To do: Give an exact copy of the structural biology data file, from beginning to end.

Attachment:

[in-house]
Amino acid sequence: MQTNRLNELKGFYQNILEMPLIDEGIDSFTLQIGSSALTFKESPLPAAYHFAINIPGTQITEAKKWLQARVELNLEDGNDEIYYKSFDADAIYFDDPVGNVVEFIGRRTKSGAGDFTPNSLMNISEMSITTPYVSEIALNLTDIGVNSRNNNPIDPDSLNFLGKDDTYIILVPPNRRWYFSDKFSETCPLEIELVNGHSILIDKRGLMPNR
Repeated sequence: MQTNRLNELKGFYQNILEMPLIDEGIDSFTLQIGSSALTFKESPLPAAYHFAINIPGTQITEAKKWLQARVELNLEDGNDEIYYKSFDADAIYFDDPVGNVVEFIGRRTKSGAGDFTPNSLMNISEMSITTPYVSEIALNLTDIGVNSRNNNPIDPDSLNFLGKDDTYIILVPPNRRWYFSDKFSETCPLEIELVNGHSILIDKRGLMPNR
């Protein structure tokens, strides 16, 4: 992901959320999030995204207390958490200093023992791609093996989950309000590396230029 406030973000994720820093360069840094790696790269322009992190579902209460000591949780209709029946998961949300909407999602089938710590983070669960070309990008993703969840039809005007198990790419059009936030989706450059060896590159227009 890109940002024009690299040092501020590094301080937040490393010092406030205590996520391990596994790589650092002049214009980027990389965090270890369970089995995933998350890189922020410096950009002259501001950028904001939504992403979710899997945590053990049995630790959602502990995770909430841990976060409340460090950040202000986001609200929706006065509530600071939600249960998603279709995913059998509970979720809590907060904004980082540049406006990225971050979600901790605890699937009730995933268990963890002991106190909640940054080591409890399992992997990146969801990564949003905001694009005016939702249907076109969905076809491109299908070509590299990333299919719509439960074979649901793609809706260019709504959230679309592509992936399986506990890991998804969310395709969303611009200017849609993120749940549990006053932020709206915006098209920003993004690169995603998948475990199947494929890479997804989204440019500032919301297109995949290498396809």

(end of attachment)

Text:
[in-house]
Amino acid sequence: MQTNRLNELKGFYQNILEMPLIDEGIDSFTLQIGSSALTFKESPLPAAYHFAINIPGTQITEAKKWLQARVELNLEDGNDEIYYKSFDADAIYFDDPVGNVVEFIGRRTKSGAGDFTPNSLMNISEMSITTPYVSEIALNLTDIGVNSRNNNPIDPDSLNFLGKDDTYIILVPPNRRWYFSDKFSETCPLEIELVNGHSILIDKRGLMPNR
Repeated sequence: MQTNRLNELKGFYQNILEMPLIDEGIDSFTLQIGSSALTFKESPLPAAYHFAINIPGTQITEAKKWLQARVELNLEDGNDEIYYKSFDADAIYFDDPVGNVVEFIGRRTKSGAGDFTPNSLMNISEMSITTPYVSEIALNLTDIGVNSRNNNPIDPDSLNFLGKDDTYIILVPPNRRWYFSDKFSETCPLEIELVNGHSILIDKRGLMPNR
């Protein structure tokens, strides 16, 4: 992901959320999030995204207390958490200093023992791609093996989950309000590396230029 406030973000994720820093360069840094790696790269322009992190579902209460000591949780209709029946998961949300909407999602089938710590983070669960070309990008993703969840039809005007198990790419059009936030989706450059060896590159227009 890109940002024009690299040092501020590094301080937040490393010092406030205590996520391990596994790589650092002049214009980027990389965090270890369970089995995933998350890189922020410096950009002259501001950028904001939504992403979710899997945590053990049995630790959602502990995770909430841990976060409340460090950040202000986001609200929706006065509530600071939600249960998603279709995913059998509970979720809590907060904004980082540049406006990225971050979600901790605890699937009730995933268990963890002991106190909640940054080591409890399992992997990146969801990564949003905001694009005016939702249907076109969905076809491109299908070509590299990333299919719509439960074979649901793609809706260019709504959230679309592509992936399986506990890991998804969310395709969303611009200017849609993120749940549990006053932020709206915006098209920003993004690169995603998948475990199947494929890479997804989204440019500032919301297109995949290498396809």